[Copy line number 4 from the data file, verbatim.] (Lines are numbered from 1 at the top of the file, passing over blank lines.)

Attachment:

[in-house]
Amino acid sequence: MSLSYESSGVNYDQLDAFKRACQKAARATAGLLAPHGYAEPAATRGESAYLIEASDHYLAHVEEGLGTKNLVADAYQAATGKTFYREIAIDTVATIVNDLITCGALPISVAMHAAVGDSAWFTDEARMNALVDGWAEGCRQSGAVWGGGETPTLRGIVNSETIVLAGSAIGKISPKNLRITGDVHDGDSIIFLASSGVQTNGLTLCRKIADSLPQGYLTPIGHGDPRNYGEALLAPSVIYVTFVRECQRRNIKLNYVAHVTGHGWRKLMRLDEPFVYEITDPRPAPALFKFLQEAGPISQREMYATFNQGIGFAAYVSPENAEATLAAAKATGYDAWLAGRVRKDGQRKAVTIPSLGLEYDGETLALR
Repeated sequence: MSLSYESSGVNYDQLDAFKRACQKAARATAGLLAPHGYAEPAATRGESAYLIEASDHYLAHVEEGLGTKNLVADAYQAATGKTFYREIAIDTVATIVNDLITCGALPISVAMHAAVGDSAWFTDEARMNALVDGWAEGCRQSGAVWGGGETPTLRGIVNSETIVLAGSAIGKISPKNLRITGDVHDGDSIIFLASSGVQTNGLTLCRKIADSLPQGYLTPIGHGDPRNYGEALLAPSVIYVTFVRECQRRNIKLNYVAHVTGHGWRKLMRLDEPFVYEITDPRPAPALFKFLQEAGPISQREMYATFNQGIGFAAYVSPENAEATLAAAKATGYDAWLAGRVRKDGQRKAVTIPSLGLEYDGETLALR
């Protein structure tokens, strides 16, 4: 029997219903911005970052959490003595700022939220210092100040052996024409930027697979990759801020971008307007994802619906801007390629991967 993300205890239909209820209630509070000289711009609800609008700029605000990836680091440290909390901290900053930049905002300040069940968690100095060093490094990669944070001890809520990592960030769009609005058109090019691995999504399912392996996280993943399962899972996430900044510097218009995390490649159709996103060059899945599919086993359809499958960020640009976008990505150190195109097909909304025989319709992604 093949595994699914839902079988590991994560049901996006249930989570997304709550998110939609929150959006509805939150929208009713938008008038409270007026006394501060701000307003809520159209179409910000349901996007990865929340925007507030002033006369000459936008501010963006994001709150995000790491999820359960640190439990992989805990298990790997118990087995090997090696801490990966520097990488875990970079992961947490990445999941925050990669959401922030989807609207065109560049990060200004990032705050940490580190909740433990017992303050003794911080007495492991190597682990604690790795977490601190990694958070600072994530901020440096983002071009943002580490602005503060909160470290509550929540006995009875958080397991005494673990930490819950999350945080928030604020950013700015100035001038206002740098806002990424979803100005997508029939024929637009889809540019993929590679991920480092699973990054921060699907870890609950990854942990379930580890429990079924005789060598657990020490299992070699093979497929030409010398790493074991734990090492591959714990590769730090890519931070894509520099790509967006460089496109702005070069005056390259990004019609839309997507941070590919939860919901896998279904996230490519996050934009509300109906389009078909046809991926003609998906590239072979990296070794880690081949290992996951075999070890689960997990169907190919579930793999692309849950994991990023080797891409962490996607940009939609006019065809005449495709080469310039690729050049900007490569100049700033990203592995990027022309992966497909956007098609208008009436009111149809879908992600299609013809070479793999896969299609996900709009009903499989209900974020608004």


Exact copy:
């Protein structure tokens, strides 16, 4: 029997219903911005970052959490003595700022939220210092100040052996024409930027697979990759801020971008307007994802619906801007390629991967 993300205890239909209820209630509070000289711009609800609008700029605000990836680091440290909390901290900053930049905002300040069940968690100095060093490094990669944070001890809520990592960030769009609005058109090019691995999504399912392996996280993943399962899972996430900044510097218009995390490649159709996103060059899945599919086993359809499958960020640009976008990505150190195109097909909304025989319709992604 093949595994699914839902079988590991994560049901996006249930989570997304709550998110939609929150959006509805939150929208009713938008008038409270007026006394501060701000307003809520159209179409910000349901996007990865929340925007507030002033006369000459936008501010963006994001709150995000790491999820359960640190439990992989805990298990790997118990087995090997090696801490990966520097990488875990970079992961947490990445999941925050990669959401922030989807609207065109560049990060200004990032705050940490580190909740433990017992303050003794911080007495492991190597682990604690790795977490601190990694958070600072994530901020440096983002071009943002580490602005503060909160470290509550929540006995009875958080397991005494673990930490819950999350945080928030604020950013700015100035001038206002740098806002990424979803100005997508029939024929637009889809540019993929590679991920480092699973990054921060699907870890609950990854942990379930580890429990079924005789060598657990020490299992070699093979497929030409010398790493074991734990090492591959714990590769730090890519931070894509520099790509967006460089496109702005070069005056390259990004019609839309997507941070590919939860919901896998279904996230490519996050934009509300109906389009078909046809991926003609998906590239072979990296070794880690081949290992996951075999070890689960997990169907190919579930793999692309849950994991990023080797891409962490996607940009939609006019065809005449495709080469310039690729050049900007490569100049700033990203592995990027022309992966497909956007098609208008009436009111149809879908992600299609013809070479793999896969299609996900709009009903499989209900974020608004």